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Network Components

Applied IT (Year 11) - Networks (U2)

Jeckmen Wu


The server is a computer system or software program that is responsible for responding to user requests by providing services and distributing resources to user devices (i.e. clients). There are various types of servers that perform different functions, including data storage/backup, web hosting, email communication, security (e.g. user authentication, firewalls), and resource sharing (e.g. printers).   


The role of a router is to facilitate communication between two separate networks by transferring data packets between them. In a LAN, the router establishes a connection between the internal local network to the outside network (i.e. the internet), allowing devices in different networks to communicate with each other across the internet. For example, if an email needs to be sent to a device located in another network, it must be routed from the sender’s network, through the internet, to the recipient’s mail server.

Network Interface Card (NIC)

A network interface card (NIC), also known as a network adapter, is a hardware component that enables a device to connect to a network, serving as the intermediary between the device and the network in terms of connectivity. It provides wired or wireless network connectivity through an Ethernet cable or wireless access point (WAP), respectively. NICs come in the form of a small circuit board that can be either integrated into the device or equipped externally, but most modern devices come with built-in NICs. 


The switch is essentially the central point of connection for all devices in a network, including the servers. As the central hub, its primary function is to manage the network and forward data packets between all connected devices. When a device wants to communicate with another device, it sends the data packets to the switch, which then forwards them to the intended recipient.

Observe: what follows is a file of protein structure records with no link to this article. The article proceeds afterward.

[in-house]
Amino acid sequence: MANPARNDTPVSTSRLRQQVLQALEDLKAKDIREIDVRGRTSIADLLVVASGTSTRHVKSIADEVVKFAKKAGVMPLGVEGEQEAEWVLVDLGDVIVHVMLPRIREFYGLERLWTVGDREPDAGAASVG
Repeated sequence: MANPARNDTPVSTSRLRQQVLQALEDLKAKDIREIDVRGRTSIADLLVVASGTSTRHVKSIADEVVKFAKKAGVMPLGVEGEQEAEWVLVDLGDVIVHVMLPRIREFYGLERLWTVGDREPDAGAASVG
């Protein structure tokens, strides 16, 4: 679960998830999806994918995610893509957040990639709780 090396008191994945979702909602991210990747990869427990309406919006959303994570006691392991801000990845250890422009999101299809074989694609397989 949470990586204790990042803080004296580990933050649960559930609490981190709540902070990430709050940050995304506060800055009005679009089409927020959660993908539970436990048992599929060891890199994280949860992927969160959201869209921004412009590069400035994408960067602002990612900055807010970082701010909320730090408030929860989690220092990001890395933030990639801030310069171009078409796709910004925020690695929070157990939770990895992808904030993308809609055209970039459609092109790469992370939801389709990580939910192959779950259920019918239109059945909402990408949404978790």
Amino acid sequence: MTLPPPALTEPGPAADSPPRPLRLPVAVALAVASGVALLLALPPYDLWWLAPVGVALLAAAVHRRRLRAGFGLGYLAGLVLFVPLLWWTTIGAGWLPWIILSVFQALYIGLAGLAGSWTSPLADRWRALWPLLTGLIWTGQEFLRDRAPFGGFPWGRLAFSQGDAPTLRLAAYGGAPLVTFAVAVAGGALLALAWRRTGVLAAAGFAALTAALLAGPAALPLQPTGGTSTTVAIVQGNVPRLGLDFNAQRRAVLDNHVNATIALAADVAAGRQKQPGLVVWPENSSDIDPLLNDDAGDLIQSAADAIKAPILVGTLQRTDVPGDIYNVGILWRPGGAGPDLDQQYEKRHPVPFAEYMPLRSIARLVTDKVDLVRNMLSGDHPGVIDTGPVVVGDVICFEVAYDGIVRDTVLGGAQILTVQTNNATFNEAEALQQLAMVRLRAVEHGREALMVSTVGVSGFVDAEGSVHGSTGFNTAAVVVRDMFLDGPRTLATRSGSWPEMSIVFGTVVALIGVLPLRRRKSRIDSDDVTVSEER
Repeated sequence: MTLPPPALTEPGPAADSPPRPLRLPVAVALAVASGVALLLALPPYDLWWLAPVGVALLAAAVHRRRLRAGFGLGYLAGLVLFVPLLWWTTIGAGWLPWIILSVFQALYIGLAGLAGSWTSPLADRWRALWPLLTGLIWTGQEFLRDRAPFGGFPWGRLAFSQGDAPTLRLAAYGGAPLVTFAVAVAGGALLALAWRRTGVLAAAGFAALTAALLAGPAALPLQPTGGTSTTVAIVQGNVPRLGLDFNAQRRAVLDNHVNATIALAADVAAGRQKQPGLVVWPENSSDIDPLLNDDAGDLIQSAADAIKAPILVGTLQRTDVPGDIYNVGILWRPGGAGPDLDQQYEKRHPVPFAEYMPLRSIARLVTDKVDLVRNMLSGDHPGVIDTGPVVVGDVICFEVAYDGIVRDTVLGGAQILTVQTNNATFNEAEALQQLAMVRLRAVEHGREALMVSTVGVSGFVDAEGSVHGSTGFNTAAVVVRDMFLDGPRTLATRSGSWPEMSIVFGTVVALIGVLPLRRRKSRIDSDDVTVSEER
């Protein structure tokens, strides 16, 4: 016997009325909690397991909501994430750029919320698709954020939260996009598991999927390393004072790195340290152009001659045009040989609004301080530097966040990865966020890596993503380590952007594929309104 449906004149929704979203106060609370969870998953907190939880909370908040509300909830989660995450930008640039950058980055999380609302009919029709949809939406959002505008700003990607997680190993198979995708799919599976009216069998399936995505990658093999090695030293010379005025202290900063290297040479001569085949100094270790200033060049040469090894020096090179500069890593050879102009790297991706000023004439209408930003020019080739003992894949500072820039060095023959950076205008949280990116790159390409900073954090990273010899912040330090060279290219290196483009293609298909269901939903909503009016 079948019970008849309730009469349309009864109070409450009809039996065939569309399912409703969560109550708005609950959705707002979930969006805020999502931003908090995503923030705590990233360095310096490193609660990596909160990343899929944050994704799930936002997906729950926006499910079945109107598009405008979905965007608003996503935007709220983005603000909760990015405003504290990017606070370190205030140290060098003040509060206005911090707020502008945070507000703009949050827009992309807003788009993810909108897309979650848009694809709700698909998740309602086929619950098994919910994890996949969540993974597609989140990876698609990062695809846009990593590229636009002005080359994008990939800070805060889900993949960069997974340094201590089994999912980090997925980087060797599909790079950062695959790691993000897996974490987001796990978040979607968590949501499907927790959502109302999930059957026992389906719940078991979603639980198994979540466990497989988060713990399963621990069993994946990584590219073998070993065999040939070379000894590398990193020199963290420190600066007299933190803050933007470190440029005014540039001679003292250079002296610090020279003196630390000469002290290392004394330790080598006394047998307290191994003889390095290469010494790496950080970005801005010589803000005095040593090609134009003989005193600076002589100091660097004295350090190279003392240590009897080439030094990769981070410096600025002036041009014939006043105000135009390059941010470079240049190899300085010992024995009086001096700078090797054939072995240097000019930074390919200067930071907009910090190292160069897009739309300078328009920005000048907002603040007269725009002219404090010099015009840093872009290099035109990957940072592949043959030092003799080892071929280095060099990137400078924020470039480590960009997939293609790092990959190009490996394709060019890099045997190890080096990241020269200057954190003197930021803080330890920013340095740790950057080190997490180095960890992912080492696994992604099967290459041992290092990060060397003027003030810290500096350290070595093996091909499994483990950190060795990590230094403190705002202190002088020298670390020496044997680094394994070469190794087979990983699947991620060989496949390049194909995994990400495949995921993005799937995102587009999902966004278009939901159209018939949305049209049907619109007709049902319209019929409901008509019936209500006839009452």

The modem’s name actually describes its function. It is a modulator-demodulator that converts media signals from analogue to digital and vice versa. The conversion process from analogue to digital, known as modulation, allows computers to understand and interpret the signal, while demodulation (digital to analogue) is required for the signal to be transmitted over physical communication lines (e.g. telephone lines). These two processes are essential for devices on the network to connect to the internet through the internet service provider (ISP) and to transmit data between networks. In essence, the modem serves as a translator for these functions.

The modem and router both play a role in bringing the internet into the network and facilitating communication between networks:

  • Internet Connection – the modem is responsible for signal translation by modulating analogue signals into digital ones. It then sends the translated signals to the router, which shares the internet connection with connected devices. 

  • Communication – the sender first transmits data to the router, which sends it to the modem to undergo demodulation before it is able to be transmitted over cable lines. The ISP then routes the data to the destination network, where it is modulated back into digital data and forwarded by the router to the appropriate recipient device.

How it All Connects Together

A typical network is usually set up as follows:

  1. The modem connects to the internet service provider (ISP) to provide internet access to the network. 

  2. The router connects to the modem and acts as the gateway between the LAN and the internet, managing the traffic between the two.

  3. The switch connects to the router, providing connectivity between all devices within the network.

  4. The NICs, which are built-in or externally plugged into devices, connect to the switch, wired or wirelessly, to provide network connectivity for those devices. 

  5. The server also connects to the switch and communicates with other devices to provide resources and services. 

Image: Network Setup, Image by Jeckmen Wu (created using EdrawMax Online)

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